DRACOREX “Dragon king” Late Cretaceous, 66 million years ago
Once considered its own genus, many scientists now believe Dracorex to be a juvenile Pachycephalosaurus. It is known from only one specimen – named “Dracorex hogwartsia” in reference to the Harry Potter series of novels and films. This intersection of Potter fans and paleontologists is not surprising, as both share a penchant for fabulous beasts, social exile, and haphazard use of Latin.
Finally its time to show our Pachycephalosaurus! Being one of our four playable dinosaurs we really took our time designing this animal. We are very pleased to finally show him off and hope you guys enjoy it as much as we do.
So, as many of you know, the game Saurian is having a kickstarter to raise money right now. What is Saurian? It’s an in-development open world dinosaur game, dedicated to providing a scientifically accurate, fun game experience.
I’m lucky enough to be in contact with several members of the dev team, and they’re some of the biggest dinosaur lovers I know. They’ve been working extensively over the past three years to create a game that not only looks amazing, but is also extremely scientifically accurate. You can view their trailer below!
The good news is that the fan response has been extremely enthusiastic, raising the $55K that the dev team asked for in under a day and a half! But now, they’ve set their sights on even bigger goals to give an even more amazing experience.
$60K: Genetic Variant Skins (Achieved!)
Not all individuals in a species are exactly the same - every now and then, an individual’s DNA happens to encode atypical colouration. Saurian will be no different! Players may choose any of four different colour variant skins: Albinistic (No melanin [black and brown pigment], pink eyes), Leucistic (Missing other pigments, not just melanin, throughout body; coloured eyes), Piebaldistic (Clean splotches throughout the body without pigment), and Melanistic (Excess melanin, making the individual appear very dark).
However, real world animals with colour variantions face challenges - their colours make them easier to spot, and may deter possible mates. Animals in Saurian will face the same challenges!
$62.5K: Spectator Mode (Achieved!)
Instead of constantly trying to survive, this will allow you to sit back, relax, and watch the game’s AI ecosystem in action!
$70K: Character Customisation (Achieved!)
As stated before, not all individuals within a species are identical. But not all variation is due to mutations that affect pigment production throughout the animal’s body! Players will be able to choose individual features like body type, colour hue, variations in pattern, and birthmarks in order to make their character unique.
$80K: Dynamic Environment Events (Achieved!)
No ecosystem is ever still. Every environment is shaped by natural phenomena. Saurian will be no different! The Hell Creek Formation had two main seasons - the wet season and the dry season. The game will be no different, offering realistic changes in weather. And speaking of weather, there will be natural disasters, just like the Hell Creek ecosystem experienced! Flash floods, thunderstorms, wildfires, and even hurricanes will challenge the player to survive even in the most dire times.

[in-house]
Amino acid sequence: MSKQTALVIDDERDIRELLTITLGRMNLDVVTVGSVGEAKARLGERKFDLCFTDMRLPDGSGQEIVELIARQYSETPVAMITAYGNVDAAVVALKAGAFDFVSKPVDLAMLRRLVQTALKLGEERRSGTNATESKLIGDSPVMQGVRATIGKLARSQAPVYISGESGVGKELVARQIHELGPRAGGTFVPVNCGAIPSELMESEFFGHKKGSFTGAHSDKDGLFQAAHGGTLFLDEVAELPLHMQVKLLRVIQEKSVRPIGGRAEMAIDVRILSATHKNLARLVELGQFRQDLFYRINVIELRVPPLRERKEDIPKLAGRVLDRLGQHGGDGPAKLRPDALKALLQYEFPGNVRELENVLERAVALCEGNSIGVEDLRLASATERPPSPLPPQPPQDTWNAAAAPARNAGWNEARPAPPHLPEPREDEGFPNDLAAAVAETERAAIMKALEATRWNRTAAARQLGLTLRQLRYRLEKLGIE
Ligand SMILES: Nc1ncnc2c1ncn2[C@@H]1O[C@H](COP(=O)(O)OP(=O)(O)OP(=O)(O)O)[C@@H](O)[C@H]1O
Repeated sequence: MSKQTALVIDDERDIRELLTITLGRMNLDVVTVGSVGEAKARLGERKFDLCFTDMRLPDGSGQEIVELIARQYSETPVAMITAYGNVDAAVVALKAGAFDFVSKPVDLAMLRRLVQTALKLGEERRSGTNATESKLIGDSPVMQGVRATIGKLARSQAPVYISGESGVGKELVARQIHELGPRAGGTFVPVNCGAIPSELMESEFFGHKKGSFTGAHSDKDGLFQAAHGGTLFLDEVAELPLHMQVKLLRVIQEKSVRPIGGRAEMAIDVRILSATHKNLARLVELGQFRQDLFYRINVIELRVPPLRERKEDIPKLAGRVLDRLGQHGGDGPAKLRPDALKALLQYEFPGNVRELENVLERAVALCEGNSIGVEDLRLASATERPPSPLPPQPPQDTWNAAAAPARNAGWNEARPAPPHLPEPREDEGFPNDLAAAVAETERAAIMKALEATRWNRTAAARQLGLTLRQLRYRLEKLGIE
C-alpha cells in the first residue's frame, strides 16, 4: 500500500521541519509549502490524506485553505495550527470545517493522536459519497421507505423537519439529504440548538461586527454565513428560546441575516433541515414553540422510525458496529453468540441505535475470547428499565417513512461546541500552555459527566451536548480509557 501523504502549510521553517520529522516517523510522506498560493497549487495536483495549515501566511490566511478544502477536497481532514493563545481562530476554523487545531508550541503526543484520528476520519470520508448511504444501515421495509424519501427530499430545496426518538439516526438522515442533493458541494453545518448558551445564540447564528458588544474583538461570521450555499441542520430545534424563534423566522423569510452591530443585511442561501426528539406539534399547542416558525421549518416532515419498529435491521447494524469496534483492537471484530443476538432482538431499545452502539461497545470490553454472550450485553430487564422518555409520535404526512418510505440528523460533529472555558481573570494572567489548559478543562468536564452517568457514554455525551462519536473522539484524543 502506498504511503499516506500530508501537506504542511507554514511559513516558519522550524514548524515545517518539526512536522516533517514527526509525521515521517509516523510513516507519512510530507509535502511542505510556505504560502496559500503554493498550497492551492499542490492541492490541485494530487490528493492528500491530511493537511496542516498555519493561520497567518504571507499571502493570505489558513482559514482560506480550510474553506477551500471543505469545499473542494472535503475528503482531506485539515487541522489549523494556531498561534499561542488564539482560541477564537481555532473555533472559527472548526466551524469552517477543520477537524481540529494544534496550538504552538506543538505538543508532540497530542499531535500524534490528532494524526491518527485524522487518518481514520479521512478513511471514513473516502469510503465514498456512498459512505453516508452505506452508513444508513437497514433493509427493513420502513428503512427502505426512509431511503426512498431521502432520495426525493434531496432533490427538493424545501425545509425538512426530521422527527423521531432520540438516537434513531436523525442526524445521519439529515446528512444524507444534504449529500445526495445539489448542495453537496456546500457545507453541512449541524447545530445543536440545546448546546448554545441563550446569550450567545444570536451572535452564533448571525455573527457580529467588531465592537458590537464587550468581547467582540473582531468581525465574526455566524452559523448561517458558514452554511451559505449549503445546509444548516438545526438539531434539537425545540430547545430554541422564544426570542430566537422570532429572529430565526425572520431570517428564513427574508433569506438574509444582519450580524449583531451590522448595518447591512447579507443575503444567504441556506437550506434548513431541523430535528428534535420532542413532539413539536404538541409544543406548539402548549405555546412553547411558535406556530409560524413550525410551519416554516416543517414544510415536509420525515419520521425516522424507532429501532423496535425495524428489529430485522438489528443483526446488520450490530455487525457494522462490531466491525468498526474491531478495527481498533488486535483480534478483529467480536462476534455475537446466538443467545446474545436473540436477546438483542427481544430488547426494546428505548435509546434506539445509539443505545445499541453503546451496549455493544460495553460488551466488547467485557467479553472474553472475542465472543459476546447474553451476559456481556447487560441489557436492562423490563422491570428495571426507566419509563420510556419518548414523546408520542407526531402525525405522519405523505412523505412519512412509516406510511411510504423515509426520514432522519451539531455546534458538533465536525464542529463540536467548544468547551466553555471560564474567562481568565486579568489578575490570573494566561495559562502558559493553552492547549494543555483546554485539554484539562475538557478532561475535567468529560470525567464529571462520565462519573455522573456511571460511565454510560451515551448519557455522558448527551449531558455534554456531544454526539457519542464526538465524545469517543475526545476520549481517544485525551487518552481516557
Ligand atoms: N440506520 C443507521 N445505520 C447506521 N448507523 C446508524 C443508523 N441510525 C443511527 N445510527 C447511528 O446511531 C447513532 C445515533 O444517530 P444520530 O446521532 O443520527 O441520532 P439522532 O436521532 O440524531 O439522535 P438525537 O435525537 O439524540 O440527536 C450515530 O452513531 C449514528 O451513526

$105K: Post-Impact Survival
The Hell Creek Formation ecosystem faced one of the most destructive events in the Earth’s History - the K/Pg extinction, ending the Mesozoic Era and killing all dinosaurs other than birds. After the meteor strikes and dust clouds blot out the sun, Impact Winter begins. How long can you survive?
$130K: New Playable Dinosaurs
Currently, Saurian is planning four playable dinosaurs - Tyrannosaurus, Triceratops, Dakotaraptor, and Pachycephalosaurus. But the Hell Creek ecosystem was much more diverse, including beasts like Hadrosaurs, Ornithomimids, Thescelosaurs, Caenagnathids, Alvarezsaurs, and more. If this goal is reached, backers will be able to choose one carnivore and one herbivore to add to the cast of playable characters.
$155K: Multiplayer Mode
The main game mode is solitary, but how will you fare against dinosaurs controlled by other human players? This mode will allow you to experience Hell Creek with others!
$205K: Virtual Reality Support
Get out your virtual reality goggles, because if this goal is met you’ll be able to immerse yourself in the world of Hell Creek and experience the ecosystem as a dinosaur would!
$300K: Two Medicine Formation
So far, the game is only focused on the Hell Creek Formation. But slightly earlier in a similar location was the Two Medicine Formation, with a similar but different ecosystem and cast of dinosaurs. An entire new ecosystem and environment would be included in the game, with two new playable characters: Gorgosaurus and Styracosaurus/Rubeosaurus.
$400K: Console Support
Right now, the game will be only playable on computer. If this goal is met, the game will be made compatible with PS4 and/or Xbox One.
Right now, we’re at $88K, and there are 25 days left to go. Go donate!
Celebrate #FossilFriday with Pachycephalosaurus wyomingensis!